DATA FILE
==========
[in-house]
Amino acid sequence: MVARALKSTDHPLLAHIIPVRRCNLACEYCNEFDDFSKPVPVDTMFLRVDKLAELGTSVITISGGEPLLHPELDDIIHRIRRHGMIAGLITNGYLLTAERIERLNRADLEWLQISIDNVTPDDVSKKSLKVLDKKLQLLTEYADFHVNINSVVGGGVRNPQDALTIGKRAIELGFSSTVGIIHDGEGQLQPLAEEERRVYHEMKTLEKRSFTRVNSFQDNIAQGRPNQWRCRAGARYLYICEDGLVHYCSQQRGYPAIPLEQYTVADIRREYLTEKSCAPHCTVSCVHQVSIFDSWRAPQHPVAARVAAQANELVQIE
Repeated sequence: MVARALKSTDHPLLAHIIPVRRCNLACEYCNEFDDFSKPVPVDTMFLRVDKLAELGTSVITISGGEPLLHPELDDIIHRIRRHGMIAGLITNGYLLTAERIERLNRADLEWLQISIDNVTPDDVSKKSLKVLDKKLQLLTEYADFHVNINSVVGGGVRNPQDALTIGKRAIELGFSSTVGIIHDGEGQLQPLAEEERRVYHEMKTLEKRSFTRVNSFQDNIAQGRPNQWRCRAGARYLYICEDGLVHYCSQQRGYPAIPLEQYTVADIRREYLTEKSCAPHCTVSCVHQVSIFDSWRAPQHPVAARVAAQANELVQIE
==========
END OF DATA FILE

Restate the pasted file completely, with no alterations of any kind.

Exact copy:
[in-house]
Amino acid sequence: MVARALKSTDHPLLAHIIPVRRCNLACEYCNEFDDFSKPVPVDTMFLRVDKLAELGTSVITISGGEPLLHPELDDIIHRIRRHGMIAGLITNGYLLTAERIERLNRADLEWLQISIDNVTPDDVSKKSLKVLDKKLQLLTEYADFHVNINSVVGGGVRNPQDALTIGKRAIELGFSSTVGIIHDGEGQLQPLAEEERRVYHEMKTLEKRSFTRVNSFQDNIAQGRPNQWRCRAGARYLYICEDGLVHYCSQQRGYPAIPLEQYTVADIRREYLTEKSCAPHCTVSCVHQVSIFDSWRAPQHPVAARVAAQANELVQIE
Repeated sequence: MVARALKSTDHPLLAHIIPVRRCNLACEYCNEFDDFSKPVPVDTMFLRVDKLAELGTSVITISGGEPLLHPELDDIIHRIRRHGMIAGLITNGYLLTAERIERLNRADLEWLQISIDNVTPDDVSKKSLKVLDKKLQLLTEYADFHVNINSVVGGGVRNPQDALTIGKRAIELGFSSTVGIIHDGEGQLQPLAEEERRVYHEMKTLEKRSFTRVNSFQDNIAQGRPNQWRCRAGARYLYICEDGLVHYCSQQRGYPAIPLEQYTVADIRREYLTEKSCAPHCTVSCVHQVSIFDSWRAPQHPVAARVAAQANELVQIE